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Highlights of my work
- I founded and head the Event Driven Software Lab (EDSL). At the
EDSL, we study issues of design, development, quality assurance, and
maintenance of such software applications.
- I designed and developed the model-based GUI testing software GUITAR, which
operates on Android, iPhone, Java Swing, .NET, Java SWT, and web systems, and levarages a resource cloud for
- I designed and developed, together with Prof. Myra Cohen, Community Event-based Testing (COMET),
a community infrastructure for event-based testing researchers to provide uniformity in experimentation and benchmarking in event-driven software testing.
- I currently advise six PhD students at Maryland
on various aspects of testing event-driven software systems.
I am the Serial Editor of Advances in Computers, published by Elsevier. This series, since its first volume in 1960 and now the oldest
still being published, covers new developments in computer technology.
I am on the Editorial Board of the Journal Software Testing, Verification & Reliability (STVR), published by John Wiley & Sons, Ltd.
- I developed a new workshop on TESTing Techniques & Experimentation
Benchmarks for Event-Driven Software (TESTBEDS). I have thrice organized
and run this workshop
I helped develop another new workshop on
Experimental Evaluation of Software and Systems in Computer Science
(EVALUATE). We have successfully run EVALUATE 2010 and EVALUATE 2011.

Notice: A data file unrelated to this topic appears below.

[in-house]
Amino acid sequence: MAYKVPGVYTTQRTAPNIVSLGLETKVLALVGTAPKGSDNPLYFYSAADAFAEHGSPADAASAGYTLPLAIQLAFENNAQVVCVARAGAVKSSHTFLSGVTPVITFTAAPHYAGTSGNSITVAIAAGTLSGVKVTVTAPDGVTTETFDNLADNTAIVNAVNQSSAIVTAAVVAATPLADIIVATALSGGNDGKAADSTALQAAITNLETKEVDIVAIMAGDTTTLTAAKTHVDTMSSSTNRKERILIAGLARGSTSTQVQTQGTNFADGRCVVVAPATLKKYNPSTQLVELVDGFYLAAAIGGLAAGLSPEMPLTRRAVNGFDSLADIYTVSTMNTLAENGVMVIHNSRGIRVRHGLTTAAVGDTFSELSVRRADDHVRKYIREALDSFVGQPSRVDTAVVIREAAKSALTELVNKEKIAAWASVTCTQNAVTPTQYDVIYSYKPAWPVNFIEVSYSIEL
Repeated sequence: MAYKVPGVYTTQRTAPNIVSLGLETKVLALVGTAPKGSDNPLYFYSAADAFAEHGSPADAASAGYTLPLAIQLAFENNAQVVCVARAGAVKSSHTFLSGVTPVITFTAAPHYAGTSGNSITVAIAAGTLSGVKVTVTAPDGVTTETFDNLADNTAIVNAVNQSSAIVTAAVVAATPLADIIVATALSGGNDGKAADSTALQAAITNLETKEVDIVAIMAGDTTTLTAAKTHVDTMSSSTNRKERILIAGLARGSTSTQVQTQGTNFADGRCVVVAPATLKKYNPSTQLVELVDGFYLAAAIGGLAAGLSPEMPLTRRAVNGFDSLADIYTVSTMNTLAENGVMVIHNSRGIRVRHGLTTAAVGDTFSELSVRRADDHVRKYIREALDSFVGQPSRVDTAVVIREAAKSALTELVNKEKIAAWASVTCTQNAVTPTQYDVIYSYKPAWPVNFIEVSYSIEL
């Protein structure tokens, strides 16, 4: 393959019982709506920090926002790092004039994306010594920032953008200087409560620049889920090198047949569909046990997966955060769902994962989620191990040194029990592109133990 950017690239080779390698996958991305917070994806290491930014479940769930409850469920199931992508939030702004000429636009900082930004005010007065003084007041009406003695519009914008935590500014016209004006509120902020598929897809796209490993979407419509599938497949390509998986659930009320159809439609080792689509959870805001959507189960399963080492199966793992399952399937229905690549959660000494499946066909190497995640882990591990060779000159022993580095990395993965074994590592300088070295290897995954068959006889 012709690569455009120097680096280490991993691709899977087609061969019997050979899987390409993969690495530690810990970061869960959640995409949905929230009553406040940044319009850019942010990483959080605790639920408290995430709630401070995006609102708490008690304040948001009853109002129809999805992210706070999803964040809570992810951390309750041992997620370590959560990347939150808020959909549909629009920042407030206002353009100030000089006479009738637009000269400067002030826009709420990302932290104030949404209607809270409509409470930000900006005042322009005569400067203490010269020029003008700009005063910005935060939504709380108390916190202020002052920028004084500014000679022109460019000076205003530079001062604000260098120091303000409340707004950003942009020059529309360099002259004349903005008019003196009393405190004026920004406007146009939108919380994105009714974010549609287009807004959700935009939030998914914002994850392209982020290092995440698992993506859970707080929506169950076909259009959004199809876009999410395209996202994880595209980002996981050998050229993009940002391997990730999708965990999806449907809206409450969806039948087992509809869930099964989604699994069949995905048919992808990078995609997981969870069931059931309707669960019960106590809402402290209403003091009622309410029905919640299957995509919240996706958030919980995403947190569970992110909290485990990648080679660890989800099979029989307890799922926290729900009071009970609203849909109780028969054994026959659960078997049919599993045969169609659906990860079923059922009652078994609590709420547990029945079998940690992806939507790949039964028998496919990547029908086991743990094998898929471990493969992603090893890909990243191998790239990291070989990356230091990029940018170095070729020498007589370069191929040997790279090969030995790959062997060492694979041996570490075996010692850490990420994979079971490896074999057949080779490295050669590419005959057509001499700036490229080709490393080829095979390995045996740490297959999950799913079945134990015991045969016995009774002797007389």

- I am an elected member of the Steering Committee of the International
Conference on Software Testing, Verification and Validation — ICST, the
largest conference on software testing. The Steering Committee has the responsibility to
strategically lead the conference in the long term.
While the primary task of the Steering Committee is governance of
the conferences, it also takes on the role of mentoring.
Since 2007, I have served as a National Academy of Sciences
panelist in the area of Computer Science and Information Technology,
Pakistan-U.S. Science and Technology Cooperative Program, sponsored by
United States Agency for International Development (USAID).
Since 2012, I have served as a National Academy of Sciences panelist for the PEER program, a
collaboration between the National Science Foundation (NSF), The US Agency
for International Development (USAID) and the National Academies.
Partnerships for Enhanced Engagement in
Research (PEER) Program is intended to allow scientists in
developing countries to apply for funds to support research and
capacity-building activities in partnership with their National
Science Foundation-supported U.S. collaborators on topics of
importance to USAID.
So far six students have completed their doctoral thesis work under my guidance.